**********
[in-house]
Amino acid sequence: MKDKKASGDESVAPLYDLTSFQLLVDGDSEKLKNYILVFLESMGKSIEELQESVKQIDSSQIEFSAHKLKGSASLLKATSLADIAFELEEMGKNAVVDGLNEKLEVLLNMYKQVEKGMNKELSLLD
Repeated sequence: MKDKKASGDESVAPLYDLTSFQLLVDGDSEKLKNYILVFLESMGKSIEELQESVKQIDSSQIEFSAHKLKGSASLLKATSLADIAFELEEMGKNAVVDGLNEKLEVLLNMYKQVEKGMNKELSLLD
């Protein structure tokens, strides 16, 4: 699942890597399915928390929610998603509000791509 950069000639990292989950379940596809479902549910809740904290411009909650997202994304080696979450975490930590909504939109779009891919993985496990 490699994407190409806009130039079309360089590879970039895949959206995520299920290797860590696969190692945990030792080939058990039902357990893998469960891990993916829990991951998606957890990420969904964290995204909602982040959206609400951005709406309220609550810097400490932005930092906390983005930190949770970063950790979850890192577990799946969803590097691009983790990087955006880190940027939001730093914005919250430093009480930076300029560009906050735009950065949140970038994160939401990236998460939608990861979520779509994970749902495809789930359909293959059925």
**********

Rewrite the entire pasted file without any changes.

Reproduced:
[in-house]
Amino acid sequence: MKDKKASGDESVAPLYDLTSFQLLVDGDSEKLKNYILVFLESMGKSIEELQESVKQIDSSQIEFSAHKLKGSASLLKATSLADIAFELEEMGKNAVVDGLNEKLEVLLNMYKQVEKGMNKELSLLD
Repeated sequence: MKDKKASGDESVAPLYDLTSFQLLVDGDSEKLKNYILVFLESMGKSIEELQESVKQIDSSQIEFSAHKLKGSASLLKATSLADIAFELEEMGKNAVVDGLNEKLEVLLNMYKQVEKGMNKELSLLD
């Protein structure tokens, strides 16, 4: 699942890597399915928390929610998603509000791509 950069000639990292989950379940596809479902549910809740904290411009909650997202994304080696979450975490930590909504939109779009891919993985496990 490699994407190409806009130039079309360089590879970039895949959206995520299920290797860590696969190692945990030792080939058990039902357990893998469960891990993916829990991951998606957890990420969904964290995204909602982040959206609400951005709406309220609550810097400490932005930092906390983005930190949770970063950790979850890192577990799946969803590097691009983790990087955006880190940027939001730093914005919250430093009480930076300029560009906050735009950065949140970038994160939401990236998460939608990861979520779509994970749902495809789930359909293959059925």